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'09 Authors Insider Tips

Everything About Epublishing
by Angela James
Digital Publishing & Print
Common Myths of Epublishing
Ebook Formats and Devices

by Louisa Burton
Compelling Characters
Point of View, Part I
Point of View, Part II
Learning to Love Conflict
Story Structure
Keep ‘em Guessing
Keep it Simple
Keep Your Writing Real
The Importance of Pacing

Literary Streetwalker
by M. Christian
New World of Publishing
To Blog Or Not To Blog
Meeting & Making Friends
Thinking Beyond Sex
Selling Books
Walking the Line
e-book, e-publisher, e-fun
Still More E-book Fun

Shameless Self-Promotion
by Donna George Storey
Our Journey Begins
Pitches and Bios
Websites, Blogs & Readers
Publicists, Press Kits and...
Viva the Internet
Adventures in Cyberspace
Promoting In the Flesh
Make Your Own Movie
Bigger is Better
Looking Back, Planning Ahead

Two Girls Kissing
by Amie M. Evans
Questions to Ask Yourself...
Tough All Over

The Write Stuff
by Ashley Lister
Practice Makes Prefect
5 Books for Fiction Authors
Poetry In Motions
Six Serving Men
Ashley Lister is Anal
Stealing Ideas
Celebrating Poetry

2009 Smutters Lounge

Ashley Lister Submits
by Ashley Lister

Cooking Up A Storey
by Donna George Storey
A Year of Living Shamelessly
Adultery, Exhibitionism ...
John Updike Made Me Do It ...
Story Soup: Forbidden ...
Lessons from Amazon
Naked Lunches ...
Erotic Alchemy
Secrets of Seduction
Are You a “Real” Writer?
Don’t Fondle My Sentence

Cracking Foxy
with Robert Buckley
The Passionate Taphophile
Havens on Earth
A Knight Without Armor
Magic Carpet Rides
Getting Hammered
Keep It Quiet
Hang Around for a Spell

Get All Worked Up
with J.T. Benjamin
Worked Up About Why
Worked Up About Why, Part II
All Worked Up About Porn
The Catholic Church
Purity Movement
The National Crisis
The Future
About Homosexuality
Public Indiscretions

Pondering Porn
with Ann Regentin
Premature Ejaculation
Auctioning Off What?

Sex Is All Metaphors
by Jean Roberta
Who's Who Around the Table
Ritual Sex
Mixed Legacy
The Spectrum of Consent
Drawing the Line
Marriage without the Hype
The Distracting Smirk
Innocent Guns
Gardens of Earthly Delights

Provocative Interviews

Between the Lines
with Ashley Lister
Anneke Jacob
D L King
Kristina Lloyd
Lisabet Sarai
Mitzi Szereto
Portia Da Costa
Shanna Germain
Sommer Marsden
Susan DiPlacido

Guest Appearances

Marketing a Self-Published Novel
by Jeanne Ainslie

Cracking Foxy

by Robert Buckley

A Knight Without Armor


Richard Boone

When did crude become cool? When we began to exalt morons and bores? Somewhere, perhaps, in the morass that produced Beavis and Butthead, or the first time Howard Stern demanded, “Show me your tits!” And that’s about as original as he ever got or is likely to get, folks.

We just relieved ourselves of a president who thought the fart joke was the pinnacle of humor.

Punk’d, pimp’d and trick’d—I suppose the apostrophe is the mark of one too hip to use an ‘e.’ But, does anyone remember when we aspired to class?

Just as most of us who grew up at the tail end of the Twentieth Century, my heroes and role models were based on characters from the movies and television. I arrived right in the middle of that century, bridging generations that earlier admired Bogie and Cary Grant and later embraced Sean Connery and Harrison Ford.

And while my heroes have not always been cowboys, they were for a while, and I recall there were plenty around for a boy to choose from. Warner Bros. studios harbored a TV stable of reliable western characters: Cheyenne, Bronco Lane, Sugarfoot, and The Lawman.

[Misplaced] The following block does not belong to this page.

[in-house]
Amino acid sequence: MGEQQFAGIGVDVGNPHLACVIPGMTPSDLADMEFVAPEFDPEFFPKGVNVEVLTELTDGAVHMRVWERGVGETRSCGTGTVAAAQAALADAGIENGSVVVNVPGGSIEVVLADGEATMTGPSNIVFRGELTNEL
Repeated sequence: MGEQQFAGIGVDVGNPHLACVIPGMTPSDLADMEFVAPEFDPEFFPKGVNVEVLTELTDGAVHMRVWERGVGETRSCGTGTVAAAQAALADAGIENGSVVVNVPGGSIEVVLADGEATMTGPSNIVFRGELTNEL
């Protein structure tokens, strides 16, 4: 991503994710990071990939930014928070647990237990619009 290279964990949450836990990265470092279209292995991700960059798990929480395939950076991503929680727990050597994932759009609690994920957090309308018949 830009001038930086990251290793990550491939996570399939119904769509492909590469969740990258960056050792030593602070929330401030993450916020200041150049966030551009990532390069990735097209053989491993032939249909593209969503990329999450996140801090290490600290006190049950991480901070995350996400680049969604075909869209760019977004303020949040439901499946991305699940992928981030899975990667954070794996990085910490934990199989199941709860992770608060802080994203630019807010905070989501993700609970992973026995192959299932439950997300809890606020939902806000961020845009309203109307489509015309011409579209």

There was the Lone Ranger, of course; he had a great back story. The actor who played the Range Rider, Jock Mahoney, looked too much like a melancholy uncle of mine. Roy Rogers always disturbed me on a primal level; instinct, I suppose, later in life it occurred to me that he resembled a child molester.

Hopalong Cassidy just looked too old; the guy had white hair for crissakes. But his all-black outfit appealed … going against the grain as it did. Gene Autry wore a white hat. Because he was a good guy, and since my sister took me to a couple of his rodeos at the old Boston Garden, I guess he was my favorite by default; although, his nasally singing voice grated on me even then.

And then there was Paladin. Mention that name to anyone under fifty and your likely response will be a quizzical stare.

I was still well shy of puberty, even pre-puberty, when the black-clad gun-for-hire arrived on the scene, but even then I could appreciate, as portrayed by the late Richard Boone, the quiet but powerful masculinity the character exuded. And there was something else about this San Francisco dandy who resided at an elegant hotel, and squired about stunning women, but who transformed into a lethal avenger, a black-clad knight-errant. I couldn’t have put a name to it at the time, but Have Gun, Will Travel was the first, and perhaps only western noir.

Paladin was not so much a hired gun as he was a private eye, zealously living by his own moral code in the tradition of Marlowe, Sam Spade, or the Continental Op. He had a mysterious past, perhaps a major regret. All the series allowed was that he had been a cavalry officer during the Civil War.

Paladin business cardHe was cool, classy, and erudite. He had his accoutrements: a custom-made Colt .45 that rested in a black-leather holster with a knight chess piece ornament, the same chess piece emblazoned on his business card (a western character with a business card!) which read: Have Gun, Will Travel ...wire Paladin ... San Francisco.

He would spend mornings in the hotel lobby excising clippings from dozens of frontier newspapers, then sending his card and the clipping to people who he thought might have need of his “services.” A reply would spur him to don his all-black traveling outfit and go off on a quest for justice. Paladin—from the knights of Charlemagne.